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Court did not abuse discretion in refusing to allow expert's telephonic testimony and denying adjournment

The court concluded that the probate court did not abuse its discretion in not allowing the respondent's forensic accountant (M) to testify by phone at a hearing, or by denying respondent's request for an adjournment. It also rejected respondent's claim that the probate court violated her due process rights in ordering that $30,000 be withheld from her share of the trust to pay for future expenses incurred by the trustee after the distribution. Thus, the court affirmed the probate court's order allowing the final account for the trust. The court concluded that the record showed M "was not prepared to testify at the December hearing regarding the trust's financial records." Despite being hired in October, M did not speak with petitioner or the trust accountant, B, until the day before the motion hearing. B testified that M "called in the afternoon of the previous day and requested 'reports of general ledger, an income statement, and a balance sheet.'" Respondent's counsel indicated that M had not received a general ledger or "a list of the check numbers and who they were to for the last accounting period." Thus, even if M had testified, it was unclear what the content of her testimony would have been. Respondent presented no evidence indicating that M's testimony would have supported her claim before the probate court for reconsideration of its order. "The probate court had the authority to manage the presentation of witnesses, MRE 611, and noted that the procedures for requesting telephonic testimony were not followed." Also, the record reflected that M's testimony "likely would have been irrelevant or outweighed by considerations of unfair prejudice and undue delay, as she apparently had only begun her forensic accounting review the previous day, despite the lapse of two and one-half months between the probate court's order granting a forensic accounting and the motion hearing." Further, the court found that under the circumstances, "the probate court could conclude that respondent did not move for an adjournment 'as soon as possible after ascertaining the facts' nor made diligent efforts to produce the witness through telephonic testimony." In addition, respondent could not show that she was prejudiced by the probate court's decision - she could only speculate that M "would have found something in the trust's financial records to substantiate her claim that reconsideration was warranted either due to newly discovered evidence or fraud, misrepresentation, and adverse conduct on the part of petitioner."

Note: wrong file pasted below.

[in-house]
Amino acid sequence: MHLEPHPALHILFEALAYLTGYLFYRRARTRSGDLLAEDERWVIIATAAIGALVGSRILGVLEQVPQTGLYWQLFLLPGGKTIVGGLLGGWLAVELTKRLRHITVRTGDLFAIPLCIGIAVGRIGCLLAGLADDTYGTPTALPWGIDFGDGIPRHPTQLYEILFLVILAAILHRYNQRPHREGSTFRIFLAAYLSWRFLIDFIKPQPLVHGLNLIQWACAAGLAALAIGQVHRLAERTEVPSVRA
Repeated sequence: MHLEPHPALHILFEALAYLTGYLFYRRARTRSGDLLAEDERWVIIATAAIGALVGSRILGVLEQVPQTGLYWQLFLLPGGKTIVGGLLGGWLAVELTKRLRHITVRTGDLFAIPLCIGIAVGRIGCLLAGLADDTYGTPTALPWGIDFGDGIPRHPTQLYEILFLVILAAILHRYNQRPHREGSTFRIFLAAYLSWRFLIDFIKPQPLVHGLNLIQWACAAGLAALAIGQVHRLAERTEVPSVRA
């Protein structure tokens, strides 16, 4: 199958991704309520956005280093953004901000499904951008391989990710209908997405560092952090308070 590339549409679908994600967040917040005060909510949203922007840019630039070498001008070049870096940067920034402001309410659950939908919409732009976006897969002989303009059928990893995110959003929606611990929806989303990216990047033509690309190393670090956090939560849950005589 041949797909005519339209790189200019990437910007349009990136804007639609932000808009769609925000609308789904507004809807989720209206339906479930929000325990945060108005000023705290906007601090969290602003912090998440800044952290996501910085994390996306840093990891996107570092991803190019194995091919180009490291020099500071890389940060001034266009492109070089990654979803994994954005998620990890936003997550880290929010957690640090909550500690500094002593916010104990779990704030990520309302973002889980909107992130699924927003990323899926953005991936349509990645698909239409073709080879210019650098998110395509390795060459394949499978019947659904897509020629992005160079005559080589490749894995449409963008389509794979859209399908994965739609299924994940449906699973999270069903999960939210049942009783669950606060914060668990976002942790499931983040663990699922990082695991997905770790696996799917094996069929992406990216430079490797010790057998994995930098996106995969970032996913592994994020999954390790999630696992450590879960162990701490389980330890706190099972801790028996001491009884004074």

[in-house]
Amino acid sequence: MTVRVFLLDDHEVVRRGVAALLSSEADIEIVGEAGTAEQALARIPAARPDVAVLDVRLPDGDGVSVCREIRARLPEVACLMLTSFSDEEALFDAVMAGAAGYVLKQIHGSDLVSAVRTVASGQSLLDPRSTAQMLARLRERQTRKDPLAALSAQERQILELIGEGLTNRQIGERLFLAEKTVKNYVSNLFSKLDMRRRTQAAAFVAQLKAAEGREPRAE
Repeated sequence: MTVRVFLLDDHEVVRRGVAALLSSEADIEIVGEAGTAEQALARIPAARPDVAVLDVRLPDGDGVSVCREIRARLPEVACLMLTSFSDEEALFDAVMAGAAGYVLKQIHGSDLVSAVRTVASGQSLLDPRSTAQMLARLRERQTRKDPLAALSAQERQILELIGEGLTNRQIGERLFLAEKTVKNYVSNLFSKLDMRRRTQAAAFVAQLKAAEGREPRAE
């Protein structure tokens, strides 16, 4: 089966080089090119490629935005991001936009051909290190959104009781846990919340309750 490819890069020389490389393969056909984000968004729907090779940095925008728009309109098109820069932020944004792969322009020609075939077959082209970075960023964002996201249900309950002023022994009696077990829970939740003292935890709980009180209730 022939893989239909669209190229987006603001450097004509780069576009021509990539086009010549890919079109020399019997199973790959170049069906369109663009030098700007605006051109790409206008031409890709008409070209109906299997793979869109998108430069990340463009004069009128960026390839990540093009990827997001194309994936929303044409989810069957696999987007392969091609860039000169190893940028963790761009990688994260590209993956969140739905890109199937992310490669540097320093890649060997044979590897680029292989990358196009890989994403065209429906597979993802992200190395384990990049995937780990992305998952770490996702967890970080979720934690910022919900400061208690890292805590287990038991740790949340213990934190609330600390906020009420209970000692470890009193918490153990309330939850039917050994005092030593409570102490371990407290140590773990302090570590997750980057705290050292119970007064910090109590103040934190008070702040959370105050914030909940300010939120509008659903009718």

Antenuptial agreement held to be valid and enforceable

The court held that the parties' antenuptial agreement was valid and enforceable, concluding that to invalidate it on the basis of one party's fault would contravene the agreement's clear and unambiguous language, and that as a matter of law, the...

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